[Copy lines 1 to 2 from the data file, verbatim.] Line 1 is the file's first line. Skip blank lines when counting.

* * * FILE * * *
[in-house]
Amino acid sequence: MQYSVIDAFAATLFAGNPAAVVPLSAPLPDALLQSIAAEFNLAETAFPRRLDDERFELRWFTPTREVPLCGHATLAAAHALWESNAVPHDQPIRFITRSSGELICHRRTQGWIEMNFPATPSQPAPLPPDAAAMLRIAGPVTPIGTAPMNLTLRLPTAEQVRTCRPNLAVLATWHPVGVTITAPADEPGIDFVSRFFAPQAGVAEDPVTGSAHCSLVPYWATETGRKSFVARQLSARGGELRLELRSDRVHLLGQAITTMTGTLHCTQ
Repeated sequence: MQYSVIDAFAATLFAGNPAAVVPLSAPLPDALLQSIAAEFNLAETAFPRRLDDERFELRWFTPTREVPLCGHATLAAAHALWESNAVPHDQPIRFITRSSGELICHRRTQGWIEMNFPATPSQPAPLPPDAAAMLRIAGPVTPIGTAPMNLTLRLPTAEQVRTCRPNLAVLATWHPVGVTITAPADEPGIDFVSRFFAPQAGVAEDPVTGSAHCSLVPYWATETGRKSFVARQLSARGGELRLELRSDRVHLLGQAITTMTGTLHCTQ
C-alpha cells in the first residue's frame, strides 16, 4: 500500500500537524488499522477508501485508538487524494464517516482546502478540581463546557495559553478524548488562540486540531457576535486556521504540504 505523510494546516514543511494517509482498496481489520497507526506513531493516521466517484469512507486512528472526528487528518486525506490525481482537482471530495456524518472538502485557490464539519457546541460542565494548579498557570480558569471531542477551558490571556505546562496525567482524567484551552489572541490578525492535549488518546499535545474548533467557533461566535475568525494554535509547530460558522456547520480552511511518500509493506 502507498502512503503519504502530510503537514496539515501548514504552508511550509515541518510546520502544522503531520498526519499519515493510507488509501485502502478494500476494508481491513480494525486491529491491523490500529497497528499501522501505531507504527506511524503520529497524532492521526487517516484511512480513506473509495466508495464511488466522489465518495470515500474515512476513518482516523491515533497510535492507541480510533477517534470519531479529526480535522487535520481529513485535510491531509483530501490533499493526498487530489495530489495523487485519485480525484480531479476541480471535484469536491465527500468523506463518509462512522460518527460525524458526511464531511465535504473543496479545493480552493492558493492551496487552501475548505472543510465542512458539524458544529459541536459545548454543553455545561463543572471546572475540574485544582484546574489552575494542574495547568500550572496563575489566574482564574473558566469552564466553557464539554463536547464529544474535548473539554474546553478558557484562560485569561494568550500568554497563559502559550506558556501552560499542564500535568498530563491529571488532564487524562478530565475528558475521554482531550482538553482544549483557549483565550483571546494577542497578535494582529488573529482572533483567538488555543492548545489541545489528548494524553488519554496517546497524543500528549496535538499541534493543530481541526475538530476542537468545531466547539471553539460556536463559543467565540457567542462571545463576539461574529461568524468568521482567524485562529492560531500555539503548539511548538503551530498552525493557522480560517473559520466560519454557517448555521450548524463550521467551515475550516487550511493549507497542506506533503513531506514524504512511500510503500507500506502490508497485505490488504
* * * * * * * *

[in-house]
Amino acid sequence: MQYSVIDAFAATLFAGNPAAVVPLSAPLPDALLQSIAAEFNLAETAFPRRLDDERFELRWFTPTREVPLCGHATLAAAHALWESNAVPHDQPIRFITRSSGELICHRRTQGWIEMNFPATPSQPAPLPPDAAAMLRIAGPVTPIGTAPMNLTLRLPTAEQVRTCRPNLAVLATWHPVGVTITAPADEPGIDFVSRFFAPQAGVAEDPVTGSAHCSLVPYWATETGRKSFVARQLSARGGELRLELRSDRVHLLGQAITTMTGTLHCTQ